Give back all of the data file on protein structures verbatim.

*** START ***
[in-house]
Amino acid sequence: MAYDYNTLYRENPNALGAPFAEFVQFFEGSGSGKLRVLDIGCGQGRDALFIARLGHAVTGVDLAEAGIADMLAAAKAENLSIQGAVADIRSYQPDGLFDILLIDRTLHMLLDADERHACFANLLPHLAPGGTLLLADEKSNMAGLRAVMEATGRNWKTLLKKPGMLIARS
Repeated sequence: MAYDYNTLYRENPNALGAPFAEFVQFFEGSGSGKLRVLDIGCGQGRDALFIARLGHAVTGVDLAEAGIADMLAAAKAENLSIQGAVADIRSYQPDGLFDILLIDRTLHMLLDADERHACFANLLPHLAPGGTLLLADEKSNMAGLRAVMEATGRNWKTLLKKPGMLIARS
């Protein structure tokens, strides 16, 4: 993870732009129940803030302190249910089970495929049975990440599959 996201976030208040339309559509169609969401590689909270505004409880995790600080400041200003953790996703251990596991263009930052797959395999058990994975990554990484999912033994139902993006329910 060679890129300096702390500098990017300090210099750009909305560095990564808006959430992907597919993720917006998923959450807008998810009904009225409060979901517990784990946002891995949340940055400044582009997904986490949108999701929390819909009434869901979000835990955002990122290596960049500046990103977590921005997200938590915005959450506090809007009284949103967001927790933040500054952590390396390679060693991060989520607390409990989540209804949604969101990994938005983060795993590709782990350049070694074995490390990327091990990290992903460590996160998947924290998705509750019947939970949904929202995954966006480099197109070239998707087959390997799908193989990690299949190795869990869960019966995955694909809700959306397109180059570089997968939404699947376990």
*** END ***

[in-house]
Amino acid sequence: MAYDYNTLYRENPNALGAPFAEFVQFFEGSGSGKLRVLDIGCGQGRDALFIARLGHAVTGVDLAEAGIADMLAAAKAENLSIQGAVADIRSYQPDGLFDILLIDRTLHMLLDADERHACFANLLPHLAPGGTLLLADEKSNMAGLRAVMEATGRNWKTLLKKPGMLIARS
Repeated sequence: MAYDYNTLYRENPNALGAPFAEFVQFFEGSGSGKLRVLDIGCGQGRDALFIARLGHAVTGVDLAEAGIADMLAAAKAENLSIQGAVADIRSYQPDGLFDILLIDRTLHMLLDADERHACFANLLPHLAPGGTLLLADEKSNMAGLRAVMEATGRNWKTLLKKPGMLIARS
């Protein structure tokens, strides 16, 4: 993870732009129940803030302190249910089970495929049975990440599959 996201976030208040339309559509169609969401590689909270505004409880995790600080400041200003953790996703251990596991263009930052797959395999058990994975990554990484999912033994139902993006329910 060679890129300096702390500098990017300090210099750009909305560095990564808006959430992907597919993720917006998923959450807008998810009904009225409060979901517990784990946002891995949340940055400044582009997904986490949108999701929390819909009434869901979000835990955002990122290596960049500046990103977590921005997200938590915005959450506090809007009284949103967001927790933040500054952590390396390679060693991060989520607390409990989540209804949604969101990994938005983060795993590709782990350049070694074995490390990327091990990290992903460590996160998947924290998705509750019947939970949904929202995954966006480099197109070239998707087959390997799908193989990690299949190795869990869960019966995955694909809700959306397109180059570089997968939404699947376990």